The anti-tuberculosis campaign of the late nineteenth and early twentieth centuries was an unprecedented display of medical authority and public health purview. With accumulating evidence that the disease disproportionately struck the poor, tuberculosis by the early decades of the century was perceived epidemiologically as embedded in individual practices including hygiene and domestic order. Tuberculosis was in a sense a trope for national degeneration, and as such it became the vehicle for a self-conscious thrust towards national renewal and moral regeneration. This paper uses a feminist Foucauldian framework in its analysis of the anti-tuberculosis campaign. In the case of San Francisco, efforts to combat tuberculosis centred in part on women in their roles as wives and mothers. Women were the gatekeepers of health because they were responsible for keeping the home clean and bacillus free. Not only did this focus become a medical legitimization of women's domestic duties, but it also became a discourse of citizenship. Whether explicitly or implicitly, physicians concentrated their attention on white middle class women in their messages of health maintenance. Within sanatoria, a primary agenda of tuberculosis treatment was the inculcation of middle class behaviour into the working class patients. The anti-tuberculosis campaign was thus a part of the early-twentieth-century project of nationhood where citizenship was largely calculated through the lens of class and race.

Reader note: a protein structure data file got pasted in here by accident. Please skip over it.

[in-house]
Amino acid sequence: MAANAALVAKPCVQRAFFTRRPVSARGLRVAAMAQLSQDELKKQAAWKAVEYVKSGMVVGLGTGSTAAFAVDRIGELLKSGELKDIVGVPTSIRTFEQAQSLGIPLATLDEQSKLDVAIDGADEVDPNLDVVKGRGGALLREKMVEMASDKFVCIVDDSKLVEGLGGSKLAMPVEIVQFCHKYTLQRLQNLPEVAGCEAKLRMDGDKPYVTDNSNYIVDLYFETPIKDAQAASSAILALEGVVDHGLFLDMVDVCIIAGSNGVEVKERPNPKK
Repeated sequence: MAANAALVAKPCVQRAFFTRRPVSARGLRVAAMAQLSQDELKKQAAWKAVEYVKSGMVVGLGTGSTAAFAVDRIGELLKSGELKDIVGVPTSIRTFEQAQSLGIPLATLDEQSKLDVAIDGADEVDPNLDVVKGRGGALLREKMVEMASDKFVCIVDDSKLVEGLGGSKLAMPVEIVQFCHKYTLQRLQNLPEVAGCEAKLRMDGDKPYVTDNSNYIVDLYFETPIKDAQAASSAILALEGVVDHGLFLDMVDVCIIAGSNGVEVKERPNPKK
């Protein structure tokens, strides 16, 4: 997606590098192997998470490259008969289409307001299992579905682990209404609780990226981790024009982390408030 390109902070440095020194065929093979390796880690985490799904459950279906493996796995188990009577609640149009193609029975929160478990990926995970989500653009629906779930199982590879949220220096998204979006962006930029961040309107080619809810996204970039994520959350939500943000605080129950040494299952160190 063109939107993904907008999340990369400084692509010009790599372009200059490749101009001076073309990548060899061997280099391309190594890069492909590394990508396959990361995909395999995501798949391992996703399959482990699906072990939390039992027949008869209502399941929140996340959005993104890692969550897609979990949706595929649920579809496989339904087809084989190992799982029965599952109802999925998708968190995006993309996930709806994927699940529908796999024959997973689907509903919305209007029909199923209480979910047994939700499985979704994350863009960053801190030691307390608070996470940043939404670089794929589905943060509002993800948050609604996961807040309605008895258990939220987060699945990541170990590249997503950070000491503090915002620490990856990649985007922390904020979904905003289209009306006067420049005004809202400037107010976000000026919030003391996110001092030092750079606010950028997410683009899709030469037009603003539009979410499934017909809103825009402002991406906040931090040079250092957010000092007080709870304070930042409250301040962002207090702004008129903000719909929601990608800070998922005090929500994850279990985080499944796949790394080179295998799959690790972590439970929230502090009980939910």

Bibliographical noteFunding Information:
The research for this paper was made possible by a Social Sciences Research Council grant on Poverty and the Urban Underclass, and by a summer grant from the Women’s Studies Advisory Council of the University of Arizona. Portions of this paper, in a different form, are found in my book City of Plagues: Disease, Poverty and Deviance in San Francisco (Minnesota 2000). And thanks to Mike Dorn for comments on an earlier draft.